Jenny Chan 陳詠欣
Apr 12, 2018

Q&A: Yum China CMO's modern marketing for an old recipe

Marketing operations may not be the most exciting part of the industry, but are vital to keep pace with customer expectations, says Steven Li, chief marketing officer of Yum China Holdings ahead of Campaign's Digital360 festival in Shanghai

Steven Li, chief marketing officer of Yum China Holdings
Steven Li, chief marketing officer of Yum China Holdings

How difficult is it for a traditional fast-food brand such as KFC to digitise its marketing? What sort of backend capabilities and operations do you have to overhaul internally?

KFC is essentially a traditional FMCG brand and also a very large retail brand covering more than 1,200 cities in China, with over 5,400 physical stores. 

As a traditional company, we have inevitably been impacted by and faced challenges in the Internet age. Technology has largely changed the habits and behaviours of customers in the fast-growing market that is China. The popularity of mobile phones and the convenience of mobile internet mean that customers have higher expectations of our services.

Given that KFC has been in China for 30 years now, we want to modernise our marketing activities, especially those that relate to customer experiences, and be loved by young people. Over the past three years our strategy has been to use mobile technology to redesign our restaurants and digitise our retail operations. 

What we’re talking about here is not the traditional understanding of digital marketing (i.e. using content to advertise our brand on social media and other digital media channels) but, in fact, working on the digital transformation of our marketing operations from the bottom up and the inside out. While the overall strategy encompasses a connection to the top tech companies in China, it means a completely digitised way of thinking.

To do this, we split up the entire customer journey into different scenarios. These include the choosing of menu items, the ordering flow, the payment methods, the feedback after the meal, the loyalty membership system and the delivery process. Using digital product management thinking to shape each scenario, we redefined each step of the customer experience with mobile technology.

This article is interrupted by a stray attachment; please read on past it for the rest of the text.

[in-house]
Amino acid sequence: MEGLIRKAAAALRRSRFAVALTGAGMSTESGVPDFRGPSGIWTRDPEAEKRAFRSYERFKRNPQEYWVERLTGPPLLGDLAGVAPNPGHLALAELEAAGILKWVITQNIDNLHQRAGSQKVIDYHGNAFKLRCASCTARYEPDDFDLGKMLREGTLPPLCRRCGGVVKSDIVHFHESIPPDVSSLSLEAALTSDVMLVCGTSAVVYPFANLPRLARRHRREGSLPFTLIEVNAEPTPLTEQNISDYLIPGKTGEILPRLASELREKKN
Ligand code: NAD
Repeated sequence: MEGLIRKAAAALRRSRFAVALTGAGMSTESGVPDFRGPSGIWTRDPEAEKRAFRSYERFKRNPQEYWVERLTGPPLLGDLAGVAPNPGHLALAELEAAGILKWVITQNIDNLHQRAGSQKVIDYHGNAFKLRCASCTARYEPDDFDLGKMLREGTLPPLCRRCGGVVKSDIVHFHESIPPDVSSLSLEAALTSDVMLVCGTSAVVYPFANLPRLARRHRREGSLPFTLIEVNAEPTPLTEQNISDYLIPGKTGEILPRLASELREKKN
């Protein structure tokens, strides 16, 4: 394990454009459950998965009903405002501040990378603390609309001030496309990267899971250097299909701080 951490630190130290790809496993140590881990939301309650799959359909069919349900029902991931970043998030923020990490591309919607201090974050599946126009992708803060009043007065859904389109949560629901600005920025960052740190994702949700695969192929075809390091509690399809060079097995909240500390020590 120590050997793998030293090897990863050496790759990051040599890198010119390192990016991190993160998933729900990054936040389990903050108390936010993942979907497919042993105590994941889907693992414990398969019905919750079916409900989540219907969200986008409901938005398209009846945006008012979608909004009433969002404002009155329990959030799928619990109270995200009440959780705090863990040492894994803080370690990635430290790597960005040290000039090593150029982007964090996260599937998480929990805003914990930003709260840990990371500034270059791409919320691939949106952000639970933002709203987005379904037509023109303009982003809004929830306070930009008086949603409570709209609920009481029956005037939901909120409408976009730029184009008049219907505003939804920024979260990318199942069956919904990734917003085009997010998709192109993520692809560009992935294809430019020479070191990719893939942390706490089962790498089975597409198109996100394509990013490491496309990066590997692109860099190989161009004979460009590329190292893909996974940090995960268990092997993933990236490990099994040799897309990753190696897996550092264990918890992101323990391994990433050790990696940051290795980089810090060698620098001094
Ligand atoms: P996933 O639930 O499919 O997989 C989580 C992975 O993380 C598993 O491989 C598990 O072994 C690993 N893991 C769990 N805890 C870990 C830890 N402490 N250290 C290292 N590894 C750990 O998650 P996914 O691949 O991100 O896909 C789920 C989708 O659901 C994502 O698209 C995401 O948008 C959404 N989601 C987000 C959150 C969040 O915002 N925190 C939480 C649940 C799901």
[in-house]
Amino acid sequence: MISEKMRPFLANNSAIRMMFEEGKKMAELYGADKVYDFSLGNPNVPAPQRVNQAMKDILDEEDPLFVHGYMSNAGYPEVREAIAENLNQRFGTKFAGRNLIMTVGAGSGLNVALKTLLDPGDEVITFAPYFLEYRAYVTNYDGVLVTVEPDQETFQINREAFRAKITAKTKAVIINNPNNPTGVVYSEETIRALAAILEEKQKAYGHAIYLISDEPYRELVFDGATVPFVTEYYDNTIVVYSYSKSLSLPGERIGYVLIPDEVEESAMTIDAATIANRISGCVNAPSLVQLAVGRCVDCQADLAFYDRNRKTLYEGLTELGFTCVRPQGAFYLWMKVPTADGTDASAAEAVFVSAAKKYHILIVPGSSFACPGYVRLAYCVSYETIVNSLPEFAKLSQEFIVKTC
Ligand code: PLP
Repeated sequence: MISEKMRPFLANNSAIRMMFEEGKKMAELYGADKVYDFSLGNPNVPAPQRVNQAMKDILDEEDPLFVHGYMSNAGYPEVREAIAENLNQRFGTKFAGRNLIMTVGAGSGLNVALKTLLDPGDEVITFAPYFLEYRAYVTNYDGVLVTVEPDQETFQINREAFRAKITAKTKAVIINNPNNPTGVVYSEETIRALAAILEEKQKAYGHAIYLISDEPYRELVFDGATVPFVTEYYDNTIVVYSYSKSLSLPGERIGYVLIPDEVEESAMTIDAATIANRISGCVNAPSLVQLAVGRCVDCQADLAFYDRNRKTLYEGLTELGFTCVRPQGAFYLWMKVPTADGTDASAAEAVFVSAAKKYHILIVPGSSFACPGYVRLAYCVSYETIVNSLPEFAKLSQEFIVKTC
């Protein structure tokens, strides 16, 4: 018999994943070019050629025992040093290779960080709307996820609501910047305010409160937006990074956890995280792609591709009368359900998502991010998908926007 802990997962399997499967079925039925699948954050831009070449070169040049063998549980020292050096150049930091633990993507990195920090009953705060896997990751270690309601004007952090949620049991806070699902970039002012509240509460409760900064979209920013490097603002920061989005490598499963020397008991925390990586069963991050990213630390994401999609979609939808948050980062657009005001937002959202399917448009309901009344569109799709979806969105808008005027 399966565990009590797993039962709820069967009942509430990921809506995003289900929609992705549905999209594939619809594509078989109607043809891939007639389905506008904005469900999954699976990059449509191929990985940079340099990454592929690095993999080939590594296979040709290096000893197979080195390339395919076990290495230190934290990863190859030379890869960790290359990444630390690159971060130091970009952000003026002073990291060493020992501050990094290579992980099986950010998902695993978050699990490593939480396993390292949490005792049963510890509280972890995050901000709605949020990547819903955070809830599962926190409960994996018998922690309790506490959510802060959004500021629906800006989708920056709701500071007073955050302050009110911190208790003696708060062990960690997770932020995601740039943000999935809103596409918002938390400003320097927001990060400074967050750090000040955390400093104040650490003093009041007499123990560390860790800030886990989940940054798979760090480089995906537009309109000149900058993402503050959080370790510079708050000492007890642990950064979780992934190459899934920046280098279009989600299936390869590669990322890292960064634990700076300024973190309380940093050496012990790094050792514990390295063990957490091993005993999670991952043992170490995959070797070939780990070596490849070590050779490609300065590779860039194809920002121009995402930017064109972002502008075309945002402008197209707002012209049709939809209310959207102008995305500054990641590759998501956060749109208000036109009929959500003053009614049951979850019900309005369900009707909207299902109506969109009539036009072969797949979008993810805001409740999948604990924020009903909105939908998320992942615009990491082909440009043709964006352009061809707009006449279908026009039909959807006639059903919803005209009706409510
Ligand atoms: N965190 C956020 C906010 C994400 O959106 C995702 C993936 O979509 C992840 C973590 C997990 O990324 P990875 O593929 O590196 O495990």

Take ordering, for example. Customers can either order manually at the counter or electronically, at in-store kiosks or on our mobile app. As for payments, they can choose to use the traditional cash method, or they can pay through WeChat Pay, Alipay, or our electronic gift cards. It is about giving customers more choices — unlike in the past when customer experience was very centralised. 

As time passes, we will have a complete digital ecosystem that allows different entry points to our brand and customers will have more frequent interactions with KFC.

Steven Li will speak at Campaign's Digital360Festival in Shanghai, 25-26 April.

What would you say are the next significant digital transformation challenges for KFC China?

To redefine ourselves and modernise the KFC brand, we need synergy between operations, product development, advertising and promotions. This sets new requirements for our marketing teams. Internally, we need to build up our capabilities to be engaging customers digitally 24 hours a day.

Apart from a customer-centric team, we have also created a product team that can design digital experiences. This is a new marketing function with a technology mindset that has been overturning our old marketing architecture since 2015. New technology such as AR will continue to evolve and we need to understand how to translate this into user interactivity, in terms of both software and hardware, that is relevant for the restaurant industry.

Has digitalising marketing operations improved marketing effectiveness in 2017, as measured by return on investment (ROI) and customer-engagement metrics? By how much?

In our bid to redefine and modernise ourselves, we have not put as much focus on short-term ROI. Technology will always change the way we live and the way we serve our customers. What we need to care about is how to make good use of this technology to design new customer experiences and strengthen our competitiveness.

I think it would be considered very slow to actuate an innovation in 12 to 18 months — that belongs more to the realm of traditional business thinking now. We should learn to iterate quickly, like tech companies, and we should not tangle ourselves with short-term ROI. Quick changes will keep us on the edge and help us compete.

For example, KFC was unfortunately not the first restaurant to offer wifi, some five years back — Starbucks was the first. The reason for the delay was that we were arguing about the ROI from providing wifi. Today, if we were still debating about ROI and struggling to make decisions based on this alone, it would almost be laughable. 

Learning from this, when we switched from cash to cashless payment systems in 2015, it took us only four months. Later, in 2017, we revised our ordering app over 40 times within 12 months. Traditional companies would certainly think that products should be perfect before you launch them. But then again, technology is always changing and if you cannot keep up, customers will complain. 

Brands that are serious about digital transformation should have different standards in terms of speed. Too heavy a burden on our back makes it difficult to go fast.

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